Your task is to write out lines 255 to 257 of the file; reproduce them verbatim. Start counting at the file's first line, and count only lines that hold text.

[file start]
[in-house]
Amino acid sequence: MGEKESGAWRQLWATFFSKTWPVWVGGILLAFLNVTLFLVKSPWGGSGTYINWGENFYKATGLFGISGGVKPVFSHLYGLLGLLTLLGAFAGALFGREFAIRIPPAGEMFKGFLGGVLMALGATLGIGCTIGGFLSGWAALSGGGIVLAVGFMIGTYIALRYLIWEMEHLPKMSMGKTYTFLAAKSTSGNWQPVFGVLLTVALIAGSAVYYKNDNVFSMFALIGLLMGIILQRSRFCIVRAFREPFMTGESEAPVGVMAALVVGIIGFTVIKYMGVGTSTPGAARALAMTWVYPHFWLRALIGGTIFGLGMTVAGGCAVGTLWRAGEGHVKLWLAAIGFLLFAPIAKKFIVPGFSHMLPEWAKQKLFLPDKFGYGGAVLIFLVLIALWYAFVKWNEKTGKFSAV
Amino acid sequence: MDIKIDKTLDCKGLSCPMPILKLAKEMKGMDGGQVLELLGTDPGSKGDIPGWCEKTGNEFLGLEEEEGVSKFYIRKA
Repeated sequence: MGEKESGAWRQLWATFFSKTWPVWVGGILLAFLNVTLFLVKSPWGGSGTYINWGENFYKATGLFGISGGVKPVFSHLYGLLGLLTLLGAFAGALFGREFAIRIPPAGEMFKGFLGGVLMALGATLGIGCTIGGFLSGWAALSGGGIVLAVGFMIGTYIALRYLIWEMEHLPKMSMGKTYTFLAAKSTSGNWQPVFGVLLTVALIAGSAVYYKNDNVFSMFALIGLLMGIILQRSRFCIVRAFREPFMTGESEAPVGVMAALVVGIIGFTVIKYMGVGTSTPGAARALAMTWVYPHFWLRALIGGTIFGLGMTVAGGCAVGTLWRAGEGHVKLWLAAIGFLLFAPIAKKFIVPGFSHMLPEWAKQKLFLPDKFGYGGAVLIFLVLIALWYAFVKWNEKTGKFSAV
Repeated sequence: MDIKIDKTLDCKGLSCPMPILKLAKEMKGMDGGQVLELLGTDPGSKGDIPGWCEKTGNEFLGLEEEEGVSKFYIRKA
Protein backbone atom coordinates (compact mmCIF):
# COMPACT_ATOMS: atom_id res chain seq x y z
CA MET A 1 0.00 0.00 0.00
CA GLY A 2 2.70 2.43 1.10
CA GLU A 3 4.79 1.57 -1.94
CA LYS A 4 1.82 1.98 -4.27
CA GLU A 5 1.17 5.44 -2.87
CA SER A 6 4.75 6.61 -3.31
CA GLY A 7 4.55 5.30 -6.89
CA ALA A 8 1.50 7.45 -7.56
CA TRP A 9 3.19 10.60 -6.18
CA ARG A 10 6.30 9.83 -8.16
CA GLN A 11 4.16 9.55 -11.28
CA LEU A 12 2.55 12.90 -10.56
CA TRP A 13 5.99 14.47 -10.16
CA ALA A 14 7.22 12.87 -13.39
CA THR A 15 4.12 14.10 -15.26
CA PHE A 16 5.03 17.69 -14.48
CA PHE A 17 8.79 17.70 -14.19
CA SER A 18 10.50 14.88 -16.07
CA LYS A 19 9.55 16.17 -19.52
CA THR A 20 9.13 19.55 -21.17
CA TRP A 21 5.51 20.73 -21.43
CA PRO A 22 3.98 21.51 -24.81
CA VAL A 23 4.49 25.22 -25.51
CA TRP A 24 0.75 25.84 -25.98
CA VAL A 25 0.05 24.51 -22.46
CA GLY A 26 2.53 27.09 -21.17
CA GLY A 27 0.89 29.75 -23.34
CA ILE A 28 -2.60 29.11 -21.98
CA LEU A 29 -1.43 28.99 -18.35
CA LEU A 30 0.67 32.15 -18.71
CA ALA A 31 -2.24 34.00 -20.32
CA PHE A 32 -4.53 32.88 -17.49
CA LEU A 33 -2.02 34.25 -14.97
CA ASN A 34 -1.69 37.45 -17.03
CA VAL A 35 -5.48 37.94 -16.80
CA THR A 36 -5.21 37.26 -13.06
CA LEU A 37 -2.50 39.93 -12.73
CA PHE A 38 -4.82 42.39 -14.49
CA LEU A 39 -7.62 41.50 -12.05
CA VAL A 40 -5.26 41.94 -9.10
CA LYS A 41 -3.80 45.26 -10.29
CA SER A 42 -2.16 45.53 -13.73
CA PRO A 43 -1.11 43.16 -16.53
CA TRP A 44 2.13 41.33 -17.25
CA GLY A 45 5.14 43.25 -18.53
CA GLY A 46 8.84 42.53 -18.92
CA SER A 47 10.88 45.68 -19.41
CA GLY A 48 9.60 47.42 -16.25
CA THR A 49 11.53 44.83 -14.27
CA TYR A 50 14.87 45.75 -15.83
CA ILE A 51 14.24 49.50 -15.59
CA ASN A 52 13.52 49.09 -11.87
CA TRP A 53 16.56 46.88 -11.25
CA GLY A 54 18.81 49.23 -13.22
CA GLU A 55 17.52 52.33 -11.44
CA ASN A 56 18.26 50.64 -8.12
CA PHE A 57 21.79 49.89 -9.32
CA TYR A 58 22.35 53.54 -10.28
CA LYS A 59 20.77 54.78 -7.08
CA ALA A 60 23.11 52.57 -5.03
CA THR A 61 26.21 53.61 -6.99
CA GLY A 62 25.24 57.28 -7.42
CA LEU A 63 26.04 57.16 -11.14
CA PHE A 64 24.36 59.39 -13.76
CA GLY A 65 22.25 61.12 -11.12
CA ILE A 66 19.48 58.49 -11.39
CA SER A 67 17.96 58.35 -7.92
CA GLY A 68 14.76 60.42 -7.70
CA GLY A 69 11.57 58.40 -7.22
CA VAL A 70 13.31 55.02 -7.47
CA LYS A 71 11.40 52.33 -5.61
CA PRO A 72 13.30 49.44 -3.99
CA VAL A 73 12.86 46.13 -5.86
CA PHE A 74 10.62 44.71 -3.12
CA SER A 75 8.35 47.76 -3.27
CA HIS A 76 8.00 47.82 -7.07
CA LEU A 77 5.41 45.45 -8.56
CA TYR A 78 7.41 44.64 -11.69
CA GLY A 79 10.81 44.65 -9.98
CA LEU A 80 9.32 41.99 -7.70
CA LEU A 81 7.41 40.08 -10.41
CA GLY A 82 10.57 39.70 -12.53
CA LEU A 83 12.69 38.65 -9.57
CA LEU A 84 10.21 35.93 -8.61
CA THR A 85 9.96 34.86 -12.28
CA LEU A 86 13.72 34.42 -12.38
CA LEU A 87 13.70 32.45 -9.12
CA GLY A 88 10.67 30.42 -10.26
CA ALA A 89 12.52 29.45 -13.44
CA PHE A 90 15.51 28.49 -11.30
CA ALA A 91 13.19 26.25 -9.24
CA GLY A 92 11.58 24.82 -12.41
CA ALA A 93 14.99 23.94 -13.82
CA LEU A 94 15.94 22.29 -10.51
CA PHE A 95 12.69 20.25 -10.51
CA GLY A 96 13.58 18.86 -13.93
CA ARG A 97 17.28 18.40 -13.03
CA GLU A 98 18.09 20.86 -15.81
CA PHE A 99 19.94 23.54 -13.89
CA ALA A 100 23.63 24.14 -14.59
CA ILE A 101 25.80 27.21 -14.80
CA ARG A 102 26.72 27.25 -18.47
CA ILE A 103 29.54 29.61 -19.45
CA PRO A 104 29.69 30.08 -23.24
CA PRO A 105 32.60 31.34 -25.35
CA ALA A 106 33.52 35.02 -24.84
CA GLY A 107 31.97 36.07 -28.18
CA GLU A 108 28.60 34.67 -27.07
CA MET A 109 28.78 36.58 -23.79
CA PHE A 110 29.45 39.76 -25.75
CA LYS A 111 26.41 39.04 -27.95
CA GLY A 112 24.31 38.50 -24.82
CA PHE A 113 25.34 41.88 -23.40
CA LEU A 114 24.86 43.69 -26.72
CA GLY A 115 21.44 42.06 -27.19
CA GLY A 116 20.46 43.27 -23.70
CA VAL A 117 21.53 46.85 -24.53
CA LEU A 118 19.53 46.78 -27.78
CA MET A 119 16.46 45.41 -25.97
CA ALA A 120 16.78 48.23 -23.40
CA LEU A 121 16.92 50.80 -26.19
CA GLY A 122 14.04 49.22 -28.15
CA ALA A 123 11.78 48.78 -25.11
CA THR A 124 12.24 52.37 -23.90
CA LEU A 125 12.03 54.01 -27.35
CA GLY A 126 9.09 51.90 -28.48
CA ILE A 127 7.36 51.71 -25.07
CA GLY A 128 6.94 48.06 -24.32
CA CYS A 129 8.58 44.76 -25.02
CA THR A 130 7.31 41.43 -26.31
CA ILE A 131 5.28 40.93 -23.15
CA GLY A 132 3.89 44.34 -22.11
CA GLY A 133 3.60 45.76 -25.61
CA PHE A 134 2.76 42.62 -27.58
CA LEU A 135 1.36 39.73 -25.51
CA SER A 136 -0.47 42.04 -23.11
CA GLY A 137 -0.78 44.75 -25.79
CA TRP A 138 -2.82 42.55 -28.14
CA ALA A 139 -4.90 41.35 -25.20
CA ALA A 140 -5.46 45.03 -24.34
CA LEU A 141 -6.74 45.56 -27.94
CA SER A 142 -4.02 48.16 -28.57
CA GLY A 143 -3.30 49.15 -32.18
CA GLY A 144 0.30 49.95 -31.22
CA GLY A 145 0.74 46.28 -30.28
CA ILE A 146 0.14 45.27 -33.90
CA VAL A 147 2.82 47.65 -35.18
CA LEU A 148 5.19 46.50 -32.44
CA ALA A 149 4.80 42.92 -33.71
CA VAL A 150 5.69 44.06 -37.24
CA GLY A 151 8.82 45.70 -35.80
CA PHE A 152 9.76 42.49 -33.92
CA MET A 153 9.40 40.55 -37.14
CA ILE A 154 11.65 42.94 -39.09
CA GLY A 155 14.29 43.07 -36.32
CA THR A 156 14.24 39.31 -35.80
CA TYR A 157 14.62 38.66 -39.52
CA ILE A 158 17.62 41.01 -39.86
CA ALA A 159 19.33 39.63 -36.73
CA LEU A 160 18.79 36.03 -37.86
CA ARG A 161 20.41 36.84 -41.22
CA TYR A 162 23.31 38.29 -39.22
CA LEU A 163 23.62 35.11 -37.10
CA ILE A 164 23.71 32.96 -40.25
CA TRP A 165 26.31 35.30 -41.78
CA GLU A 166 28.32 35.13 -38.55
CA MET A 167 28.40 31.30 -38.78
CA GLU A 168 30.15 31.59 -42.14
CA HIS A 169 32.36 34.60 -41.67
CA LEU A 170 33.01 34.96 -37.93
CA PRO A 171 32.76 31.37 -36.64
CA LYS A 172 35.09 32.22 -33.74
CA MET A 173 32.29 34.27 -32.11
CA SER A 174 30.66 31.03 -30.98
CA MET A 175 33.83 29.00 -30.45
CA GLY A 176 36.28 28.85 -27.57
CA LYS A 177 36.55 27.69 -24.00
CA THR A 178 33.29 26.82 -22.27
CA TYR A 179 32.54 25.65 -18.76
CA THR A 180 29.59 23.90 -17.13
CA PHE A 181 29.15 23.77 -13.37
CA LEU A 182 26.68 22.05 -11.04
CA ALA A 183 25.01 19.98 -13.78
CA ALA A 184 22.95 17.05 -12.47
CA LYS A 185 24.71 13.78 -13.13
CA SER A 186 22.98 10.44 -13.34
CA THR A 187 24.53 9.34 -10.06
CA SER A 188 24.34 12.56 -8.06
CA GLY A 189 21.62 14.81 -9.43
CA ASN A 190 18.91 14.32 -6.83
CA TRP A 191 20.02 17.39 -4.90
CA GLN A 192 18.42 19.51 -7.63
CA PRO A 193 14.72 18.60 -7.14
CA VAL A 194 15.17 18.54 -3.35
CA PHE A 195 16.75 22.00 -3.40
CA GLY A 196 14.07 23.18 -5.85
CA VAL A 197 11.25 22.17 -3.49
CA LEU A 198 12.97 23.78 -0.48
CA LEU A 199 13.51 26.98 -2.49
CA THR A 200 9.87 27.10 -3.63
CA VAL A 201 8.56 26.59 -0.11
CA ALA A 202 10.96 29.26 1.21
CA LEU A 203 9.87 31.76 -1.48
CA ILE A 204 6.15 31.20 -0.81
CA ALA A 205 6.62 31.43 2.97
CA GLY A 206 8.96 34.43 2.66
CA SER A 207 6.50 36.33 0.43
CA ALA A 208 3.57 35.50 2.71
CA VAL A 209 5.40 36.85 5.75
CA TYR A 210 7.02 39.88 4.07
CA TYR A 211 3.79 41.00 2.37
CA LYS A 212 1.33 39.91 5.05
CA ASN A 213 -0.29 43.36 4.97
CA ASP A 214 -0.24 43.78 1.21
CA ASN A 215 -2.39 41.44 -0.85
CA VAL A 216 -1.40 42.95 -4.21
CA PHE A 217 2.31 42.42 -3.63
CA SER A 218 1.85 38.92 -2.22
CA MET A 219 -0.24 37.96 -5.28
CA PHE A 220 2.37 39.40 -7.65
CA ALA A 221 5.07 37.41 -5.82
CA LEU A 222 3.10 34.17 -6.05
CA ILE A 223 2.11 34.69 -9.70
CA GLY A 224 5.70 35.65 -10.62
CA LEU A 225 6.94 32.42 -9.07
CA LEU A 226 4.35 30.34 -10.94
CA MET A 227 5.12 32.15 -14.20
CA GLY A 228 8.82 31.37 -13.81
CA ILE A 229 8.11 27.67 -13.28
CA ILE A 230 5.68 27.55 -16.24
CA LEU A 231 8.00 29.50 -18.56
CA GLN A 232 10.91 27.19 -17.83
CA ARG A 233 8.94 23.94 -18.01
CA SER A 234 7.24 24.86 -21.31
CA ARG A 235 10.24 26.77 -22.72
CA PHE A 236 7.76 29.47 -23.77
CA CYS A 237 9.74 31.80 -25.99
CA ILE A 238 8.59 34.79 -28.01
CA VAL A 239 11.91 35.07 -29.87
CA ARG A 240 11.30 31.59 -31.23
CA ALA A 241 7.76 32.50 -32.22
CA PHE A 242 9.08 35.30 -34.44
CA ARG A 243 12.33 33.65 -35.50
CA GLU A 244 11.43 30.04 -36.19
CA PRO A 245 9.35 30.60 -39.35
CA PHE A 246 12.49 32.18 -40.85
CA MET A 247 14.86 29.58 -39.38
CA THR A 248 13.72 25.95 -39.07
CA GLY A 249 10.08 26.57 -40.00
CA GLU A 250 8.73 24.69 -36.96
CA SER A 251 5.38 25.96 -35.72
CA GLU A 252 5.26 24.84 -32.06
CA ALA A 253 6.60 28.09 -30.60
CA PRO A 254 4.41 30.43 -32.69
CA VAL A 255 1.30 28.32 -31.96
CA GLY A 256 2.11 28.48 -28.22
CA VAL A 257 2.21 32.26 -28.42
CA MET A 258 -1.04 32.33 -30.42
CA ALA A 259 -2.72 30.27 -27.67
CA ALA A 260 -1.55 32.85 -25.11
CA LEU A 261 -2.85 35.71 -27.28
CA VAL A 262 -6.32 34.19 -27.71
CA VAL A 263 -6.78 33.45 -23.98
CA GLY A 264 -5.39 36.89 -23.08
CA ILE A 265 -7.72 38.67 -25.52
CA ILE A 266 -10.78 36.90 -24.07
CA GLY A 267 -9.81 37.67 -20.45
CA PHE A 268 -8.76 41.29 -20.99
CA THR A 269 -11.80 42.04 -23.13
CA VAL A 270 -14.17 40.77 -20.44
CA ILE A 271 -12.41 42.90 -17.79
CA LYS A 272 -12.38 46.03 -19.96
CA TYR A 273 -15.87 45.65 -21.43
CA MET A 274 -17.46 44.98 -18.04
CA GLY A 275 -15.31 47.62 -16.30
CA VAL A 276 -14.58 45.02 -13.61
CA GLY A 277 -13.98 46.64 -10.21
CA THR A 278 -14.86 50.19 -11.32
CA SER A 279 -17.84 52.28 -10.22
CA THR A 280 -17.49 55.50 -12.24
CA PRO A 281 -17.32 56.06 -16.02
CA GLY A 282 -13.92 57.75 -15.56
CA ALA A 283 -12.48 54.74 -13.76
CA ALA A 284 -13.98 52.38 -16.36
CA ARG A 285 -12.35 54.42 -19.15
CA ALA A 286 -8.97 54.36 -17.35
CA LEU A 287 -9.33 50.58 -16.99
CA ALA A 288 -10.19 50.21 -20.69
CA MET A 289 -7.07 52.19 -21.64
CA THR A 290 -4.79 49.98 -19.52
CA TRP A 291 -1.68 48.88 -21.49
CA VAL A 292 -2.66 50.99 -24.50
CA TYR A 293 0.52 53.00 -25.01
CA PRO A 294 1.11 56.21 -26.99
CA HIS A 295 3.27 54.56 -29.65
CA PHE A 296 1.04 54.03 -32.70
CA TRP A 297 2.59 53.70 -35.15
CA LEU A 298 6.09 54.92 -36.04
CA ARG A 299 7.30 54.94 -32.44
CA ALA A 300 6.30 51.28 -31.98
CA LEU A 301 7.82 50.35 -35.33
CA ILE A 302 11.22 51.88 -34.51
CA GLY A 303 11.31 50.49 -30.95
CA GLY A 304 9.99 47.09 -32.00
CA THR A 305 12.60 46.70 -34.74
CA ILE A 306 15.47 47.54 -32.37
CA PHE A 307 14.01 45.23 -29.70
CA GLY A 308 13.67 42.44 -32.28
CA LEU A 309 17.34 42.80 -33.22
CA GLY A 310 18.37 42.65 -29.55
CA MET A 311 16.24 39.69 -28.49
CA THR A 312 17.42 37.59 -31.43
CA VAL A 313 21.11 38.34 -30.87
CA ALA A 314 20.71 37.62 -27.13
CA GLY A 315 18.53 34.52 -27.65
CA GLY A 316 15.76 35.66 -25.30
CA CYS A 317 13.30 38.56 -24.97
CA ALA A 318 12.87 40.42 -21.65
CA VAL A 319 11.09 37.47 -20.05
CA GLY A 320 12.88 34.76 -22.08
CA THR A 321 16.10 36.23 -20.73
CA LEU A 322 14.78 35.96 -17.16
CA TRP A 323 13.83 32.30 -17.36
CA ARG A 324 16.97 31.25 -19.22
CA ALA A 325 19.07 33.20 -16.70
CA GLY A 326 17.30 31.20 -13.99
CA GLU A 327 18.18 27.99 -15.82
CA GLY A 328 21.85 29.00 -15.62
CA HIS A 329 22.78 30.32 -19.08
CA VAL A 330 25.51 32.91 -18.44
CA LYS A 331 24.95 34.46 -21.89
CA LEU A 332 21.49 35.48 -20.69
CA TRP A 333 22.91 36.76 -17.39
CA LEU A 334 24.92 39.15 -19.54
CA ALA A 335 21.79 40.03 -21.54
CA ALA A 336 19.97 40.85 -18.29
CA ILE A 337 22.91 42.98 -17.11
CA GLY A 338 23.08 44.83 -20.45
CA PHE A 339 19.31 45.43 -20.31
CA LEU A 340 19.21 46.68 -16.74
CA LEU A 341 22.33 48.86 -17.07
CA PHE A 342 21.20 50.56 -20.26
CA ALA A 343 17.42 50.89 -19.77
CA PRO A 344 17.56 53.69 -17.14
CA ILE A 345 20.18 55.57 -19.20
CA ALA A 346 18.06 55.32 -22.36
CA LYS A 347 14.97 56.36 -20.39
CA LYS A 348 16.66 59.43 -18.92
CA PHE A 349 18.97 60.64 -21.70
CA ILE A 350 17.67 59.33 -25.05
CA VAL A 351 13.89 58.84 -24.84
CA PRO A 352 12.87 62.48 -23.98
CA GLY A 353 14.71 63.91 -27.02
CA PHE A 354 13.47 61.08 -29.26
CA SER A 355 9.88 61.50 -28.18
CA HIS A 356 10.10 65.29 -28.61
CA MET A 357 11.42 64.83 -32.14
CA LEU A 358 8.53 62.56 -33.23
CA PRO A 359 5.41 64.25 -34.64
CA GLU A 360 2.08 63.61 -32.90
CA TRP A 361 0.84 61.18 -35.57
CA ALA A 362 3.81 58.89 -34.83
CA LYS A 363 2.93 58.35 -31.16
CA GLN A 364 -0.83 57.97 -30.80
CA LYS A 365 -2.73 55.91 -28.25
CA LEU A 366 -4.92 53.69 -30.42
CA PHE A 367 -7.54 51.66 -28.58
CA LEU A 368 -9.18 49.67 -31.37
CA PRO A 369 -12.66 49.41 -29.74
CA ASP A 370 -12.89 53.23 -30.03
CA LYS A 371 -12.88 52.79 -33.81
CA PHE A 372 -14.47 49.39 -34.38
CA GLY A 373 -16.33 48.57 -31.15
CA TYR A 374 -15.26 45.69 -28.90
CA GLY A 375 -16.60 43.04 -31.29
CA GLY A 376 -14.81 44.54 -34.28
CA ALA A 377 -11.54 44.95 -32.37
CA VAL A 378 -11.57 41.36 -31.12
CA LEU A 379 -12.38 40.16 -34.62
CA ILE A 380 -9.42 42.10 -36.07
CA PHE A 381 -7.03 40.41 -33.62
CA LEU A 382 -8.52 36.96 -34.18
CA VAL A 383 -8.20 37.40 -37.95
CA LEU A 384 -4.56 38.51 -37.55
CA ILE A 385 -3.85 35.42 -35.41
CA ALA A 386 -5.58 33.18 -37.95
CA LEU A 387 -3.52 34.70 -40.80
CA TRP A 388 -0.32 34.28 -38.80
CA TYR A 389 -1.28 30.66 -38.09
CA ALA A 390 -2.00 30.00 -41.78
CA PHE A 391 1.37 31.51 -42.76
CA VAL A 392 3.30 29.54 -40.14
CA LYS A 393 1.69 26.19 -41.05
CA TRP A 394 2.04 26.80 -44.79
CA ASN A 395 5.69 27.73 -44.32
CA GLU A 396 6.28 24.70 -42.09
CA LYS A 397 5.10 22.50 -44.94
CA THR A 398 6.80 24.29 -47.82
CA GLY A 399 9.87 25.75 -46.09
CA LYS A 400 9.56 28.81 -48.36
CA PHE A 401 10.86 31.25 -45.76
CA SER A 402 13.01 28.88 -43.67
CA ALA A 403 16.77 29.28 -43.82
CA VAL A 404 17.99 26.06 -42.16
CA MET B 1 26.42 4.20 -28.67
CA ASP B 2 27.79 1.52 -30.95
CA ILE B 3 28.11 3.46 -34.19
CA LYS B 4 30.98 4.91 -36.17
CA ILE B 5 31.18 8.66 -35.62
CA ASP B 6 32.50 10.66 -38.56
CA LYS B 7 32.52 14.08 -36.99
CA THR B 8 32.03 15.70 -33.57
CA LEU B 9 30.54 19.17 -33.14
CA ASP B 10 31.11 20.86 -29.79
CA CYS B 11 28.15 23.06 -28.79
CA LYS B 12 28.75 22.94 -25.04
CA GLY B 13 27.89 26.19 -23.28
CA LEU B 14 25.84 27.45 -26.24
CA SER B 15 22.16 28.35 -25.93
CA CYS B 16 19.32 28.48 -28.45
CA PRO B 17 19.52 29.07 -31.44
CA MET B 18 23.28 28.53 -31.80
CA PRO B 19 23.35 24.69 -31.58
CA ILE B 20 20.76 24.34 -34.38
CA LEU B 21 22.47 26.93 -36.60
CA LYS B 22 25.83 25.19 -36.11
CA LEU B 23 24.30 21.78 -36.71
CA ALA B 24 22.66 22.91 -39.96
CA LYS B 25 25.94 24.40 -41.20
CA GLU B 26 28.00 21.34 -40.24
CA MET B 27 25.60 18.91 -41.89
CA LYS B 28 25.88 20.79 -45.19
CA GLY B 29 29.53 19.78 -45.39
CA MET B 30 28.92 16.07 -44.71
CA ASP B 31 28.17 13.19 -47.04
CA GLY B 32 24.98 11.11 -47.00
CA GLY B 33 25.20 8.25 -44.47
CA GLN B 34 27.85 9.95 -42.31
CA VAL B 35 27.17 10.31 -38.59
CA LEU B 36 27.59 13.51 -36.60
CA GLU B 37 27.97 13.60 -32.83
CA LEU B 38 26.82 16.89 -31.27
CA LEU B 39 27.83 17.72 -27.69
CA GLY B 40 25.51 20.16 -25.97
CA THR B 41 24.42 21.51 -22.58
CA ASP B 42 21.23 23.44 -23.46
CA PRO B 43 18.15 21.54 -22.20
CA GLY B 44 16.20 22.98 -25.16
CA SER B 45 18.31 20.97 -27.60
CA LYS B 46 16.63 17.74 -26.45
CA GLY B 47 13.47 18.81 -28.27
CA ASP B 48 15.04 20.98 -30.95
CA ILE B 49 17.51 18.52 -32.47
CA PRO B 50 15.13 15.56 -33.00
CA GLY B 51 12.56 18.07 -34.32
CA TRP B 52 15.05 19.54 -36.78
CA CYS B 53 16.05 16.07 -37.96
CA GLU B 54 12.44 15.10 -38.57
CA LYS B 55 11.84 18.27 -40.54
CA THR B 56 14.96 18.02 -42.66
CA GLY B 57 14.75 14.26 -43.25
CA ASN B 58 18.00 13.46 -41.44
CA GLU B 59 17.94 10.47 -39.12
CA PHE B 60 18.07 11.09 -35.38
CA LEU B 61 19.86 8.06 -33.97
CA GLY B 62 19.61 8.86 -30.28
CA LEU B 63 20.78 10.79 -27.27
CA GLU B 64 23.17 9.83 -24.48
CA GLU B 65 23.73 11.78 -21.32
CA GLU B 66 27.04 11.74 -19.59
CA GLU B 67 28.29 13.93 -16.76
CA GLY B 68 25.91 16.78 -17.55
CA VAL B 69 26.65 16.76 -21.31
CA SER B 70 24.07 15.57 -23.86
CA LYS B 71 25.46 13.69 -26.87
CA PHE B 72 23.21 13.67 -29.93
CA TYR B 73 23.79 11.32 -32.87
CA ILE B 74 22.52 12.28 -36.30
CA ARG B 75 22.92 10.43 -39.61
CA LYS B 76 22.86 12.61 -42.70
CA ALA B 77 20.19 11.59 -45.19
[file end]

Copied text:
CA THR A 248 13.72 25.95 -39.07
CA GLY A 249 10.08 26.57 -40.00
CA GLU A 250 8.73 24.69 -36.96